My Sim Is an Environmentalist Who Knows How to Have a Good Time

My Sim Is an Environmentalist Who Knows How to Have a Good Time
Meet Elsie Pruitt, my favourite Sim ever. (Screenshot: The Sims 4)

Elsie Pruitt, a young brown queer woman from Evergreen Harbour, kicks off her weekends by voting. From Friday at 8 a.m. to Monday at 6 p.m., the aspiring green technician can head to her community voting board across the street to vote on whatever changes she wants to see in her neighbourhood, Grimms Quarry. One week, it’s clean energy. The next, it’s water conservation.

Pruitt is dedicated to making the world a healthy, more livable place. She doesn’t even eat meat. It’s the least she can do after her great grandfather, former Environmental Protection Agency Administrator Scott Pruitt, pushed a destructive agenda that left her world riddled with industrial waste and dirty air. Oh, one more thing: Elsie is my Sim.

In Sims 4: Eco Lifestyle, the game’s latest expansion pack, you can make the perfect environmentalist. Truly. Elsie’s home is a two-floor eco-paradise. It’s outfitted with four roof-top solar panels, three roof-top windmills, and a dew collector, all of which bring enough power she can sell back on the grid. Her exterior walls are covered in living planters that help keep her crib cool. Even the indoor furniture has a reduced environmental footprint: The hanging lamp is made out of recycled lights, the coffee table is repurposed coffee store floor planks, and the dining table is built of ethically sourced wood from the nearby waterfalls where Sims vacation.

The game makes being a thoughtful consumer really easy (maybe too easy). That’s what I love about it. Elsie is a better environmentalist than I could ever be. She’s able to vote every week, accumulating “influence points” simply by interacting with her friends and neighbours. Those points allow her to vote multiple times in weekly elections, so the plans she supports always win. In the real world, money wields a similar power, but that’s why games like this are better than reality. Still, the game does mimic how to drive change in the real world by interacting and influencing others so they come to stand on your side.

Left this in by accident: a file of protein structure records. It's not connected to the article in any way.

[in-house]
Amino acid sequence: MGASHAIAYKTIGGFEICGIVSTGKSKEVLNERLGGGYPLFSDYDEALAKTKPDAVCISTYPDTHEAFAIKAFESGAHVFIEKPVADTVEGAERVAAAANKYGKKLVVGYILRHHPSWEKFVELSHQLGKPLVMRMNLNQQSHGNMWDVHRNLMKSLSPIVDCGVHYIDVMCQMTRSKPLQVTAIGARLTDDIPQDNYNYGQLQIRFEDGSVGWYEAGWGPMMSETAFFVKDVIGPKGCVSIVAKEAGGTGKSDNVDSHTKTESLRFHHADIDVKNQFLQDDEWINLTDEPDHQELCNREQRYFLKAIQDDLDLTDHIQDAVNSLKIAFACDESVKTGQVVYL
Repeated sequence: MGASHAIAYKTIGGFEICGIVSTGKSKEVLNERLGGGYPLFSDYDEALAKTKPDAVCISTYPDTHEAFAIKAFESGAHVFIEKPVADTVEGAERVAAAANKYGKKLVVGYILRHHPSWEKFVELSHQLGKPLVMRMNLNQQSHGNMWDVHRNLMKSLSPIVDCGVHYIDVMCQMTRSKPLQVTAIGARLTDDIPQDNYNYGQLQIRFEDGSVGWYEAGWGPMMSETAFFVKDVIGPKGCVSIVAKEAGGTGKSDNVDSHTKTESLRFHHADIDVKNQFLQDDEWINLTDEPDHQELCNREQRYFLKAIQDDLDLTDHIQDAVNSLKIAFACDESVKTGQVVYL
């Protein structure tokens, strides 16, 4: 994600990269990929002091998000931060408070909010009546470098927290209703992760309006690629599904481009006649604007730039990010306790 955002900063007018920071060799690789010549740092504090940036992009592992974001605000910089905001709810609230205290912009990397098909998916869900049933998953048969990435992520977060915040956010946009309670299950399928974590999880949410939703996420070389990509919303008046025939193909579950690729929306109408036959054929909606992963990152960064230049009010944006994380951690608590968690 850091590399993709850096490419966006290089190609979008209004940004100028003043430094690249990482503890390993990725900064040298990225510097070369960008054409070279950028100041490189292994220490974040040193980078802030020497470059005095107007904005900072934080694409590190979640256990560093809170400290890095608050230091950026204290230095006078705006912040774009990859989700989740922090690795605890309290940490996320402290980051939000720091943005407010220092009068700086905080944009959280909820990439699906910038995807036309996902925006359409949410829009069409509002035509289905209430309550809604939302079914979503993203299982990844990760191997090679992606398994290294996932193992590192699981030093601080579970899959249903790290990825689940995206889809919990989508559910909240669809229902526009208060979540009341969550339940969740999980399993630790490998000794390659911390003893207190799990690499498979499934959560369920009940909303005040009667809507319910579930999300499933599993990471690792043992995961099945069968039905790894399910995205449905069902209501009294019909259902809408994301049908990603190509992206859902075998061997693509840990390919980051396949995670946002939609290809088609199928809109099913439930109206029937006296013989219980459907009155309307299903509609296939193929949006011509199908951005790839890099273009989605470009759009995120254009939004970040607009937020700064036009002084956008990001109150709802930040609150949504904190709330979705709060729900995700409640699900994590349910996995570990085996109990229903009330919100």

Elsie is at her community voting board to vote and persuade her neighbours to do the same. Here, you can see some of the litter that covered the community before they passed a measure to clean it up. (Screenshot: The Sims 4) Elsie is at her community voting board to vote and persuade her neighbours to do the same. Here, you can see some of the litter that covered the community before they passed a measure to clean it up. (Screenshot: The Sims 4)

“We really wanted to create a pack that allowed players and their Sims to change their neighbourhoods in a way we had never seen before,” George Pigula, a producer on Sims 4 Eco Lifestyle, told Earther in an email. “Having a theme where the eco-footprint and local community decisions driving this change seemed like a natural fit. There are so many different real-world aspects that tie into this theme.”

With every plan that passes, the community transforms before your eyes. Elsie’s backyard, for instance, went from being littered with plastic bags and trash to sprouting giant evergreen trees after the Sims voted to clean things up. The air is cleaner, too, and Elsie’s garden grows better vegetables as a result. She’s much happier and why not.